{¶ 6} In an original assessment for the tax year 2012, the Franklin County Auditor valued the four parcels, in total, at a "true value[]" of $6, 645, 100. (BTA Decision at 2.) Broken down by parcel, the auditor valued parcel number 152-000716 at $2, 450, 900, parcel number 152-000717 at $3, 529, 100, parcel number 152-001441 at $398, 300, and parcel number 152-001442 at $266, 800. BT Property filed a tax year 2012 complaint with the Franklin County Board of Revision ("BOR") requesting a reduction in value for the four parcels. The school board filed a counter-complaint in support of the auditor's value. After a hearing, the BOR retained the auditor's value for tax years 2012, 2013, and 2014 for each parcel.

         {¶ 7} BT Property appealed the BOR's decisions on each parcel to the BTA, and the BTA consolidated the appeals. At the BTA hearing, BT Property submitted the testimony and appraisal report of David Hatcher, and the school board submitted the testimony and appraisal report of Thomas Sprout.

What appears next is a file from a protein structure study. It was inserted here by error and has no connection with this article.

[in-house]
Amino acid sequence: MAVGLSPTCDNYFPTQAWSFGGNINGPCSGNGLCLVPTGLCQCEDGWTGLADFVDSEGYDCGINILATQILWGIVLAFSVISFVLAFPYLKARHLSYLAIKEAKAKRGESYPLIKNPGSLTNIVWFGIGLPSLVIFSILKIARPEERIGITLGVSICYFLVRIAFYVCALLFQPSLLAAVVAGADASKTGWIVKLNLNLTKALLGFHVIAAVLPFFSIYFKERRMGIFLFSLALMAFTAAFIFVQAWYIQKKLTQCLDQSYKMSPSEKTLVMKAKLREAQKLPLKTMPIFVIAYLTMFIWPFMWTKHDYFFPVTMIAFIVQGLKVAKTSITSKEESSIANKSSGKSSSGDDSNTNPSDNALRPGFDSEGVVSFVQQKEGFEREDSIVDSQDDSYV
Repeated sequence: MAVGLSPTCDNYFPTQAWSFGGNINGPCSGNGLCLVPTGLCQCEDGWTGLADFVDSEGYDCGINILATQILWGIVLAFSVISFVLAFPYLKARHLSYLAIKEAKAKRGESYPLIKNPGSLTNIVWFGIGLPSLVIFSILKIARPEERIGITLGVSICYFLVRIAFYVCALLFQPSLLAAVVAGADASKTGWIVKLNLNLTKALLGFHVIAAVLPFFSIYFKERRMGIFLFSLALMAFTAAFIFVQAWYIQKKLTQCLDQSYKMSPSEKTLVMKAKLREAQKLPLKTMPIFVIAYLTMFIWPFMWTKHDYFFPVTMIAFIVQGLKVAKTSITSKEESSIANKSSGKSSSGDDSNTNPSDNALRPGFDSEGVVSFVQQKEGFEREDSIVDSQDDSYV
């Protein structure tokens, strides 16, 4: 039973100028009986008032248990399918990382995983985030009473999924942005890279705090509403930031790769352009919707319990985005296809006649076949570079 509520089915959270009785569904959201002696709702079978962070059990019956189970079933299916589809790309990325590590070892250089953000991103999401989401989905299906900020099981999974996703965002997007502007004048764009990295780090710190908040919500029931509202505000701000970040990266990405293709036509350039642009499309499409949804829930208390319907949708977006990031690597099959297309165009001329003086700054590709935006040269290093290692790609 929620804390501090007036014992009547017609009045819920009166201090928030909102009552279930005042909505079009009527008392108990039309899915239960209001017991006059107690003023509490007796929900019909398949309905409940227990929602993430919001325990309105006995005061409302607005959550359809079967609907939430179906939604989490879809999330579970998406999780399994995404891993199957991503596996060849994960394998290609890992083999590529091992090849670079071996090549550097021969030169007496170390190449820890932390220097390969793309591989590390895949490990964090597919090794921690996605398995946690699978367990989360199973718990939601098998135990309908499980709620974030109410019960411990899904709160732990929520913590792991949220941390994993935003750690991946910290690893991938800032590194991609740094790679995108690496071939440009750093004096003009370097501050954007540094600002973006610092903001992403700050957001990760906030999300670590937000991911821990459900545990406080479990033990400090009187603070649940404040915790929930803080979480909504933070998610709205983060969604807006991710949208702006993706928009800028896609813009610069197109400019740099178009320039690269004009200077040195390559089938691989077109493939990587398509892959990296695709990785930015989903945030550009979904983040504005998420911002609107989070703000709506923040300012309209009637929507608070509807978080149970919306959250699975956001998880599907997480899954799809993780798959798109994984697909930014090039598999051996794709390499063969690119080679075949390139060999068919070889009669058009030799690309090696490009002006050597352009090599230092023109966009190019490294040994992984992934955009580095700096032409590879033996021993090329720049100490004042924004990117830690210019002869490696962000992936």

{¶ 8} Hatcher testified to using a sales comparison approach and an income approach to value Site 1. Hatcher did not use a cost approach because of the age of the building and resultant difficulties in determining depreciation. According to Hatcher, the highest and best use of the property, as improved, is "industrial." (Nov. 16, 2015 Tr. at 39.) Hatcher characterized the main building, with its doors shut and personal property removed, as basically a warehouse. Hatcher noted that most warehouses have some sort of truck docks and that if the walls underneath the door openings were removed, trucks could drive into the warehouse. However, Hatcher also testified that the building "doesn't even meet the good qualifications of a warehouse because the clear height, the ceiling height, is only 19 foot, " while modern warehouse and distribution centers have ceiling height "up in that 22, * * * clear up to 42 foot high" range. (Tr. at 13.) Hatcher agreed that if the ground level of the warehouse floor was raised to accommodate typical types of docks with fork lift access to truck cargo, the clear height of the building would be further reduced to 15 or 16 feet. Hatcher differentiated the building from a regular truck facility because of the lack of typical docks and the shape of the main building, which is not as narrow as truck docking facilities.